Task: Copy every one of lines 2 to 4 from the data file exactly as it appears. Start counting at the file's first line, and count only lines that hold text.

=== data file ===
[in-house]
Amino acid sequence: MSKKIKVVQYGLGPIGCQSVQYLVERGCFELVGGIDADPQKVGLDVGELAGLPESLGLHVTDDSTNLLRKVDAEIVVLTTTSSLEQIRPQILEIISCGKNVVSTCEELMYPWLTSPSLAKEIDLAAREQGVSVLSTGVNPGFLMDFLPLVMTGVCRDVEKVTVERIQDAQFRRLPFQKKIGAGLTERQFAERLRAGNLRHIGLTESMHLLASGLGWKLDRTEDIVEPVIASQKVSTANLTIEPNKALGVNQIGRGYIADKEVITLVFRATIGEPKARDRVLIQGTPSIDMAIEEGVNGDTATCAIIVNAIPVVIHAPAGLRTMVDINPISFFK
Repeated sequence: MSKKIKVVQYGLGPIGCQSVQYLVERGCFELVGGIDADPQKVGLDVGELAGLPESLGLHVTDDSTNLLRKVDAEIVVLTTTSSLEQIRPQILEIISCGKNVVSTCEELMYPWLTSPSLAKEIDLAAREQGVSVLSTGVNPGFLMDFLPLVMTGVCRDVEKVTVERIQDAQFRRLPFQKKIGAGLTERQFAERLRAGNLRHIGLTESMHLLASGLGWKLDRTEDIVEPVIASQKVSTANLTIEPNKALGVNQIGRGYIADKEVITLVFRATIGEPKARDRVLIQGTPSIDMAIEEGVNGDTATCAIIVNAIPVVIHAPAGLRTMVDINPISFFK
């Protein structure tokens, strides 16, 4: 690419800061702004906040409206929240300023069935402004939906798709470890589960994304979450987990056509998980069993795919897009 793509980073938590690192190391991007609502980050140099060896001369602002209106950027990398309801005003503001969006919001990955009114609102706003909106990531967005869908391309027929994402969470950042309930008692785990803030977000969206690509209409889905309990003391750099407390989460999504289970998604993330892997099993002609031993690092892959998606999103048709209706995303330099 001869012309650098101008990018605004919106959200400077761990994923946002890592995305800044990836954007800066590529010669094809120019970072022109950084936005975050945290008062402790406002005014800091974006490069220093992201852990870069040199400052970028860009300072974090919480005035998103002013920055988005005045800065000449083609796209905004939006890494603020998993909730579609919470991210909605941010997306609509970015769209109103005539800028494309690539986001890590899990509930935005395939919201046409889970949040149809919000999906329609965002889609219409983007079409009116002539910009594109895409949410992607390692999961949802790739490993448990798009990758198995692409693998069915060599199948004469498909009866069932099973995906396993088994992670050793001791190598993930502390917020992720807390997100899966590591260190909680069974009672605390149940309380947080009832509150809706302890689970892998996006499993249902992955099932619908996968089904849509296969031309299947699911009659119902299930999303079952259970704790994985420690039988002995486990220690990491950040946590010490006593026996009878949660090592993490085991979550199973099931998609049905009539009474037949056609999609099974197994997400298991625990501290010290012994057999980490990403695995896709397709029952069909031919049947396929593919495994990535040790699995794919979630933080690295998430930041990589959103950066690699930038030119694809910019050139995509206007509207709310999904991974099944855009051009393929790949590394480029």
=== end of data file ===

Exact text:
Amino acid sequence: MSKKIKVVQYGLGPIGCQSVQYLVERGCFELVGGIDADPQKVGLDVGELAGLPESLGLHVTDDSTNLLRKVDAEIVVLTTTSSLEQIRPQILEIISCGKNVVSTCEELMYPWLTSPSLAKEIDLAAREQGVSVLSTGVNPGFLMDFLPLVMTGVCRDVEKVTVERIQDAQFRRLPFQKKIGAGLTERQFAERLRAGNLRHIGLTESMHLLASGLGWKLDRTEDIVEPVIASQKVSTANLTIEPNKALGVNQIGRGYIADKEVITLVFRATIGEPKARDRVLIQGTPSIDMAIEEGVNGDTATCAIIVNAIPVVIHAPAGLRTMVDINPISFFK
Repeated sequence: MSKKIKVVQYGLGPIGCQSVQYLVERGCFELVGGIDADPQKVGLDVGELAGLPESLGLHVTDDSTNLLRKVDAEIVVLTTTSSLEQIRPQILEIISCGKNVVSTCEELMYPWLTSPSLAKEIDLAAREQGVSVLSTGVNPGFLMDFLPLVMTGVCRDVEKVTVERIQDAQFRRLPFQKKIGAGLTERQFAERLRAGNLRHIGLTESMHLLASGLGWKLDRTEDIVEPVIASQKVSTANLTIEPNKALGVNQIGRGYIADKEVITLVFRATIGEPKARDRVLIQGTPSIDMAIEEGVNGDTATCAIIVNAIPVVIHAPAGLRTMVDINPISFFK
């Protein structure tokens, strides 16, 4: 690419800061702004906040409206929240300023069935402004939906798709470890589960994304979450987990056509998980069993795919897009 793509980073938590690192190391991007609502980050140099060896001369602002209106950027990398309801005003503001969006919001990955009114609102706003909106990531967005869908391309027929994402969470950042309930008692785990803030977000969206690509209409889905309990003391750099407390989460999504289970998604993330892997099993002609031993690092892959998606999103048709209706995303330099 001869012309650098101008990018605004919106959200400077761990994923946002890592995305800044990836954007800066590529010669094809120019970072022109950084936005975050945290008062402790406002005014800091974006490069220093992201852990870069040199400052970028860009300072974090919480005035998103002013920055988005005045800065000449083609796209905004939006890494603020998993909730579609919470991210909605941010997306609509970015769209109103005539800028494309690539986001890590899990509930935005395939919201046409889970949040149809919000999906329609965002889609219409983007079409009116002539910009594109895409949410992607390692999961949802790739490993448990798009990758198995692409693998069915060599199948004469498909009866069932099973995906396993088994992670050793001791190598993930502390917020992720807390997100899966590591260190909680069974009672605390149940309380947080009832509150809706302890689970892998996006499993249902992955099932619908996968089904849509296969031309299947699911009659119902299930999303079952259970704790994985420690039988002995486990220690990491950040946590010490006593026996009878949660090592993490085991979550199973099931998609049905009539009474037949056609999609099974197994997400298991625990501290010290012994057999980490990403695995896709397709029952069909031919049947396929593919495994990535040790699995794919979630933080690295998430930041990589959103950066690699930038030119694809910019050139995509206007509207709310999904991974099944855009051009393929790949590394480029």